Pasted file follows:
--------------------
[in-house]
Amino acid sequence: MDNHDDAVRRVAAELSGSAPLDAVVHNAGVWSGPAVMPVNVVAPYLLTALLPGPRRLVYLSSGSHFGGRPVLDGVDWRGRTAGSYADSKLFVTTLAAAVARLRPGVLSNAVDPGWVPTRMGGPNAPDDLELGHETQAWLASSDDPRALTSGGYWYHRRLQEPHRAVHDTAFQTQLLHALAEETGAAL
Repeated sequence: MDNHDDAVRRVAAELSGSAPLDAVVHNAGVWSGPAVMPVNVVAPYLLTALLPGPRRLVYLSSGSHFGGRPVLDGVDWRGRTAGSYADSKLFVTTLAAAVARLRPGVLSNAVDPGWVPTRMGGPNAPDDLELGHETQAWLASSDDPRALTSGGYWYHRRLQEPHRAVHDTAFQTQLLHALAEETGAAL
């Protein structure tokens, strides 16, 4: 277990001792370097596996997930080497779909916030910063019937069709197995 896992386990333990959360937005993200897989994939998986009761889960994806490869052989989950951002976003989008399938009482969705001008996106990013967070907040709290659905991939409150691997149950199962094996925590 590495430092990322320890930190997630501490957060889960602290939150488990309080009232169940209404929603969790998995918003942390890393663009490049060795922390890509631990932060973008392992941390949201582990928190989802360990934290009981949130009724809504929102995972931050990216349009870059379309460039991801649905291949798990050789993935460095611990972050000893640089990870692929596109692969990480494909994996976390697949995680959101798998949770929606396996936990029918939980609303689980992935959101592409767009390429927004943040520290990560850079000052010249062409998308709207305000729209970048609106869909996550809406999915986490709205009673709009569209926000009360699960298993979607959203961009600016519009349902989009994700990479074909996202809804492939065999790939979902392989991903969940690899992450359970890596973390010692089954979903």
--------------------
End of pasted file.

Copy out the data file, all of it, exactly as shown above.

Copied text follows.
[in-house]
Amino acid sequence: MDNHDDAVRRVAAELSGSAPLDAVVHNAGVWSGPAVMPVNVVAPYLLTALLPGPRRLVYLSSGSHFGGRPVLDGVDWRGRTAGSYADSKLFVTTLAAAVARLRPGVLSNAVDPGWVPTRMGGPNAPDDLELGHETQAWLASSDDPRALTSGGYWYHRRLQEPHRAVHDTAFQTQLLHALAEETGAAL
Repeated sequence: MDNHDDAVRRVAAELSGSAPLDAVVHNAGVWSGPAVMPVNVVAPYLLTALLPGPRRLVYLSSGSHFGGRPVLDGVDWRGRTAGSYADSKLFVTTLAAAVARLRPGVLSNAVDPGWVPTRMGGPNAPDDLELGHETQAWLASSDDPRALTSGGYWYHRRLQEPHRAVHDTAFQTQLLHALAEETGAAL
């Protein structure tokens, strides 16, 4: 277990001792370097596996997930080497779909916030910063019937069709197995 896992386990333990959360937005993200897989994939998986009761889960994806490869052989989950951002976003989008399938009482969705001008996106990013967070907040709290659905991939409150691997149950199962094996925590 590495430092990322320890930190997630501490957060889960602290939150488990309080009232169940209404929603969790998995918003942390890393663009490049060795922390890509631990932060973008392992941390949201582990928190989802360990934290009981949130009724809504929102995972931050990216349009870059379309460039991801649905291949798990050789993935460095611990972050000893640089990870692929596109692969990480494909994996976390697949995680959101798998949770929606396996936990029918939980609303689980992935959101592409767009390429927004943040520290990560850079000052010249062409998308709207305000729209970048609106869909996550809406999915986490709205009673709009569209926000009360699960298993979607959203961009600016519009349902989009994700990479074909996202809804492939065999790939979902392989991903969940690899992450359970890596973390010692089954979903």